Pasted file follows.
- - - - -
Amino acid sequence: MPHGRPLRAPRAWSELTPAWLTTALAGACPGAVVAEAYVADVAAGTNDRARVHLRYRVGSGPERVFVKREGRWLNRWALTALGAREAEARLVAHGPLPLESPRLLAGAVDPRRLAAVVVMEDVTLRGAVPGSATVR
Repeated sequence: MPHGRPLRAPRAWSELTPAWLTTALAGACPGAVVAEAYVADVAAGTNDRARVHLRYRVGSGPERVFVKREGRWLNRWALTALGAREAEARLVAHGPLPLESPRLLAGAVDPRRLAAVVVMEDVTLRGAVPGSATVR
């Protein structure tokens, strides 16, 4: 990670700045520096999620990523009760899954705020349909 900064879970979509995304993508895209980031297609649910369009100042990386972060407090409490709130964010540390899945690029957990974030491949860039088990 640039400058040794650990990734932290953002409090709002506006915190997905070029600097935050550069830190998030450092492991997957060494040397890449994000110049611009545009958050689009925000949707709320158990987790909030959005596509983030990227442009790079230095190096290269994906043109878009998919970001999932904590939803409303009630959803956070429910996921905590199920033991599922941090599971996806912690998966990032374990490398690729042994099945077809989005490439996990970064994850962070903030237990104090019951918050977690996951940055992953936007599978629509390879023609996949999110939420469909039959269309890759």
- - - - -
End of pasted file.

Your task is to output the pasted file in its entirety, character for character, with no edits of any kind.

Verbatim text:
Amino acid sequence: MPHGRPLRAPRAWSELTPAWLTTALAGACPGAVVAEAYVADVAAGTNDRARVHLRYRVGSGPERVFVKREGRWLNRWALTALGAREAEARLVAHGPLPLESPRLLAGAVDPRRLAAVVVMEDVTLRGAVPGSATVR
Repeated sequence: MPHGRPLRAPRAWSELTPAWLTTALAGACPGAVVAEAYVADVAAGTNDRARVHLRYRVGSGPERVFVKREGRWLNRWALTALGAREAEARLVAHGPLPLESPRLLAGAVDPRRLAAVVVMEDVTLRGAVPGSATVR
């Protein structure tokens, strides 16, 4: 990670700045520096999620990523009760899954705020349909 900064879970979509995304993508895209980031297609649910369009100042990386972060407090409490709130964010540390899945690029957990974030491949860039088990 640039400058040794650990990734932290953002409090709002506006915190997905070029600097935050550069830190998030450092492991997957060494040397890449994000110049611009545009958050689009925000949707709320158990987790909030959005596509983030990227442009790079230095190096290269994906043109878009998919970001999932904590939803409303009630959803956070429910996921905590199920033991599922941090599971996806912690998966990032374990490398690729042994099945077809989005490439996990970064994850962070903030237990104090019951918050977690996951940055992953936007599978629509390879023609996949999110939420469909039959269309890759």